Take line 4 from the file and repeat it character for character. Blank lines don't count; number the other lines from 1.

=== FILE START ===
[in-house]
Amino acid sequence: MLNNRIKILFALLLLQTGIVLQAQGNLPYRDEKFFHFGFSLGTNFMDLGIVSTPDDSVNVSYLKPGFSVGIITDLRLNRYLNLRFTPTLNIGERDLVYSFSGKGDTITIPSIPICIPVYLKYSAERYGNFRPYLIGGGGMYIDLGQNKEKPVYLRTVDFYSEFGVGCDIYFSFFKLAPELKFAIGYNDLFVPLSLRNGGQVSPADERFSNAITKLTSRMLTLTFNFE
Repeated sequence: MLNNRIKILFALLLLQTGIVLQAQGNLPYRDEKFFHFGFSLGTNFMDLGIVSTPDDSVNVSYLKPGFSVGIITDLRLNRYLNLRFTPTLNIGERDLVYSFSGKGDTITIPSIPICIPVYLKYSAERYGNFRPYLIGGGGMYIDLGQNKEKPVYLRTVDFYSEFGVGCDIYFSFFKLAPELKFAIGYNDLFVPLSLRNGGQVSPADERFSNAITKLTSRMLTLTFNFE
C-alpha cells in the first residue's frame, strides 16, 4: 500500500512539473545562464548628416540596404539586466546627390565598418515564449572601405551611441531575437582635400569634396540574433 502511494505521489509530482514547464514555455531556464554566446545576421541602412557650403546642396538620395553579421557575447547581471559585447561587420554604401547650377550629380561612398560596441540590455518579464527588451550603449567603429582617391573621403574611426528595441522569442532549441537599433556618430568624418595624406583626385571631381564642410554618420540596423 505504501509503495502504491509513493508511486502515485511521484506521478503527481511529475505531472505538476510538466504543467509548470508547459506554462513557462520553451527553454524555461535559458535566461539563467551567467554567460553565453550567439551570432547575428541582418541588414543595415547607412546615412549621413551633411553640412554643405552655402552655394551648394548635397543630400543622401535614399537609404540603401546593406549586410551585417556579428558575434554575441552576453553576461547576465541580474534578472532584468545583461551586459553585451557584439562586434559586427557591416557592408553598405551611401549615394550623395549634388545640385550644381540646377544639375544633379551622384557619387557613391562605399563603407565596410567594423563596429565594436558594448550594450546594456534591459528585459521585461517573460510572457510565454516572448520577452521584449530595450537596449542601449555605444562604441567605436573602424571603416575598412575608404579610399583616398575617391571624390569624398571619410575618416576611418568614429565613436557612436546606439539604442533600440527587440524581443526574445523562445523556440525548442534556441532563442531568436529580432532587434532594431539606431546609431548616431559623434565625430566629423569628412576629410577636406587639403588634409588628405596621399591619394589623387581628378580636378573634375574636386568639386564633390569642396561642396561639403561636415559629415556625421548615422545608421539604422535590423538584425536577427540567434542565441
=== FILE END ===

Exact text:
C-alpha cells in the first residue's frame, strides 16, 4: 500500500512539473545562464548628416540596404539586466546627390565598418515564449572601405551611441531575437582635400569634396540574433 502511494505521489509530482514547464514555455531556464554566446545576421541602412557650403546642396538620395553579421557575447547581471559585447561587420554604401547650377550629380561612398560596441540590455518579464527588451550603449567603429582617391573621403574611426528595441522569442532549441537599433556618430568624418595624406583626385571631381564642410554618420540596423 505504501509503495502504491509513493508511486502515485511521484506521478503527481511529475505531472505538476510538466504543467509548470508547459506554462513557462520553451527553454524555461535559458535566461539563467551567467554567460553565453550567439551570432547575428541582418541588414543595415547607412546615412549621413551633411553640412554643405552655402552655394551648394548635397543630400543622401535614399537609404540603401546593406549586410551585417556579428558575434554575441552576453553576461547576465541580474534578472532584468545583461551586459553585451557584439562586434559586427557591416557592408553598405551611401549615394550623395549634388545640385550644381540646377544639375544633379551622384557619387557613391562605399563603407565596410567594423563596429565594436558594448550594450546594456534591459528585459521585461517573460510572457510565454516572448520577452521584449530595450537596449542601449555605444562604441567605436573602424571603416575598412575608404579610399583616398575617391571624390569624398571619410575618416576611418568614429565613436557612436546606439539604442533600440527587440524581443526574445523562445523556440525548442534556441532563442531568436529580432532587434532594431539606431546609431548616431559623434565625430566629423569628412576629410577636406587639403588634409588628405596621399591619394589623387581628378580636378573634375574636386568639386564633390569642396561642396561639403561636415559629415556625421548615422545608421539604422535590423538584425536577427540567434542565441